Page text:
November 3, 2005
Educators' Newsletter
In this issue


The Phoenix Kit
In 1819, the steamboat Phoenix mysteriously caught fire during a routine trip down Lake Champlain. Six of the forty-six passengers lost their lives. Primary documents are used to study this dramatic event in Lake Champlain’s history. The kit also includes video, books, artifacts, maps, and more.

Cost: $20 for 2-week loan (delivery not included).
Order this Kit by Phone,

Order Your Copy by Phone,



During the days of sail, drinking water was kept in a butt or cask in an easily accessible spot aboard ship. In order to ensure that the fresh water would last until the next landing, a “scuttle” or small hole was sawed out of its side so that the butt could only be half-filled at any given time. The forerunner of the water cooler, the scuttlebutt was a place where sailors could congregate for a moment to relax and exchange a bit of gossip.

From When a Loose Cannon Flogs a Dead Horse There's the Devil to Pay,
by Olivia A. Isil.
Available at LCMM, 802-475-2022.


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Rabble in Arms

Free and Subsidized Winter Outreach Programs!

This year we’re pleased to announce the receipt of two grants which will allow us to offer our winter outreach programs to regional schools at subsidized rates or free for schools in need. The Leo Cox Beach Philanthropic Foundation has awarded $15,000 and the George W. Mergans Foundation $5,000 to LCMM for support of educational programming. Teachers can select from a menu of programs: Colonial and Revolutionary Studies, Underwater Archaeology, Nineteenth Century Commercial Era, Buoyancy, and Songs and Stories of Lake Champlain. Click on the link above to find out more. Sincere thanks to both foundations from LCMM and the thousands of students we will be able to serve.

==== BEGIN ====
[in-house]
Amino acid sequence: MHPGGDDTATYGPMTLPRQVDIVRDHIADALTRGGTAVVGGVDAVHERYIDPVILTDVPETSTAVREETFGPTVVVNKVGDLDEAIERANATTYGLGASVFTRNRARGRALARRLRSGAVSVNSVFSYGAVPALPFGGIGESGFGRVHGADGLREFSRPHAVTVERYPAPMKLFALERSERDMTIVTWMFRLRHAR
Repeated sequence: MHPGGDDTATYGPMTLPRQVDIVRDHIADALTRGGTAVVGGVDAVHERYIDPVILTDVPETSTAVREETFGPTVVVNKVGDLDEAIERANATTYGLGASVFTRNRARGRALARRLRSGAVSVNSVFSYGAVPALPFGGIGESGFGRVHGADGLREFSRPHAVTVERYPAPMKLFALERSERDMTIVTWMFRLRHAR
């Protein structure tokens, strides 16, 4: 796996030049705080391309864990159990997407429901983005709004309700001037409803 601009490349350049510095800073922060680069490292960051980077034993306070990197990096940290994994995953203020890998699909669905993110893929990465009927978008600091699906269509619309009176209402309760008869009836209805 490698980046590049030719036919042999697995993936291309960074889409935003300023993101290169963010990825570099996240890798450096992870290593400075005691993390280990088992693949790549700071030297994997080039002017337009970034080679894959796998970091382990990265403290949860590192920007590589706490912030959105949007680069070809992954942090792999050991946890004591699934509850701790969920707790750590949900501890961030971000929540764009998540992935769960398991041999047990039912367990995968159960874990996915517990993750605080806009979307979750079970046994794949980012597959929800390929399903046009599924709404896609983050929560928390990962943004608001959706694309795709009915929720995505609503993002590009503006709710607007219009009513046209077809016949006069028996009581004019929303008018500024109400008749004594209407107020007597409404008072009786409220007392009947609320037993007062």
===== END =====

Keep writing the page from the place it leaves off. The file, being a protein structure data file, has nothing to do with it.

In addition to these funds, LCMM has other strategies that allow us to continue offering our programs to schools who are restricted by tight budgets and rising bussing costs. Ask about our “buy one - get the second at half price” field trip policy. Some teachers use both our Basin Harbor and Burlington (Lois McClure) sites. Our staff can help you come up with a combination that suits your needs.

If you are an educator, or know of a school that could benefit from this financial support, contact Chris McClain at
or call 802-475- 2022.


Did you know that Philomene Daniels of Vergennes, Vermont was the first licensed female steamboat pilot in the United States and possibly the world? Born in 1843, Philomene Ostiguy dit Domingue moved to Vergennes and married Louis Daniels in 1862. Together they operated the Daniels Boat Line on the Otter Creek, ultimately owning no fewer than four propeller driven steamboats including Water Lily, Little Nellie, Victor, and Alexander. With the success of their early vessels, Louis encouraged Philomene to obtain her pilots license. The Burlington Free Press and Times of May 5, 1887 reported that she was “undoubtedly the first woman to receive a pilot’s license in this country, if not in the world." The Daniels Boat Line was a constant sight on the Otter Creek towing canal boats, and on Lake Champlain taking passengers on day trips.

Captain Phil was not your average steamboat pilot with her long skirts, gold jewelry, and fancy hats. Despite her appearances she was more than capable of taking care of herself. “Once, when a young man’s behavior began to annoy her and the other passengers, she simply pushed him overboard. When he came back on board, dripping wet in his good clothes, he and the other passengers had a lot more respect for their captain.” (From “The Captain Wore Petticoats” by Jane Vincent, Historic Roots April 2000.)

Learn more about Captain Phil and the Daniels boats in the Nautical Archaeology Center at the Lake Champlain Maritime Museum.

Phone: 802-475-2022